Buy State Flags from Allstate FlagsBuy US flags from Five Star Flags
This page is part of © FOTW Flags Of The World website

The Aesculapius rod and Caduceus

Last modified: 2005-08-06 by phil nelson
Keywords: aesculapius rod | caduceus |
Links: FOTW homepage | search | disclaimer and copyright | write us | mirrors

See also:

From the website:

"Caduceus, the staff of the two snakes, (...) is the attribute of Hermes (Greece) and of Mercurius (Rome). It has, on account of this, become a symbol for trade and communication."

And from "In Greece Mercury was represented by Hermes, the quick-footed messenger of the gods, often pictured with wings at his ankles. Hermes was symbolized by the caduceus, the staff of the two snakes. (...) The staff of the snakes in Rome became a symbol for trade and communications. This caduceus, or snakes' staff, has been mixed up with the Aesculapii staff, with only one snake, a symbol for the art of healing or medicine."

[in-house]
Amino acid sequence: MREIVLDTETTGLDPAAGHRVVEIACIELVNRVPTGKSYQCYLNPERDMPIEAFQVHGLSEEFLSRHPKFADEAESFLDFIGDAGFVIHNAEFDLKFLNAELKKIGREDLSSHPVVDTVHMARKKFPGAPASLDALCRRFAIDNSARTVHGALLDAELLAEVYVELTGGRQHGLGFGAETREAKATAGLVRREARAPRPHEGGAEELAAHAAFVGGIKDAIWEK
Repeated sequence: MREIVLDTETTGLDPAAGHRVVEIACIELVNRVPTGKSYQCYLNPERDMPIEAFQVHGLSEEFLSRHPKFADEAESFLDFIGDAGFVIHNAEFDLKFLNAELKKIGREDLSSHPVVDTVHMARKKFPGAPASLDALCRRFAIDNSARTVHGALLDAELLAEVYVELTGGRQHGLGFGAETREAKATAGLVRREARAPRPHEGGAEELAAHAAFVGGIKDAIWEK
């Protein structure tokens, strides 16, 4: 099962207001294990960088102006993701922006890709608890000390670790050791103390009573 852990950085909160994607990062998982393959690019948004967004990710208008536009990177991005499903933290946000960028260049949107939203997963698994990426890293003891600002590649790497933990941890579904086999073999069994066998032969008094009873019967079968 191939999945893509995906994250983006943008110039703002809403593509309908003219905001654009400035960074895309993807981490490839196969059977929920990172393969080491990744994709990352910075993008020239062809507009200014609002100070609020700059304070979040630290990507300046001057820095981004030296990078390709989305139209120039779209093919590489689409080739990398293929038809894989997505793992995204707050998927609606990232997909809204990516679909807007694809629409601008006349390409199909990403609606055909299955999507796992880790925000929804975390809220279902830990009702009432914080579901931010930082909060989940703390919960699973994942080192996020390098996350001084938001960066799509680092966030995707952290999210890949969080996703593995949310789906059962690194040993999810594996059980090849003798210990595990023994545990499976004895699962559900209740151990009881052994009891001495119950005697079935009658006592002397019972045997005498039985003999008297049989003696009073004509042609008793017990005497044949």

So in short, if the staff has:

- two snakes plus (optionally) wings at the top, it is a caduceus and stands for trade;
- one snake and nothing else, it is a rod of Aesculapius and stands for medicine.

Santiago Dotor, 12 February 2003

But it got mixed up for a good reason: As a symbol of communications, it was used as a sort of white flag on the battlefield: These are messengers, do not harm. It then spread to any non-belligerent on the battlefield, including doctors- hence its use for military doctors and not many others (civilians tend to use the Aesculapis).
Nathan Lamm, 12 February 2003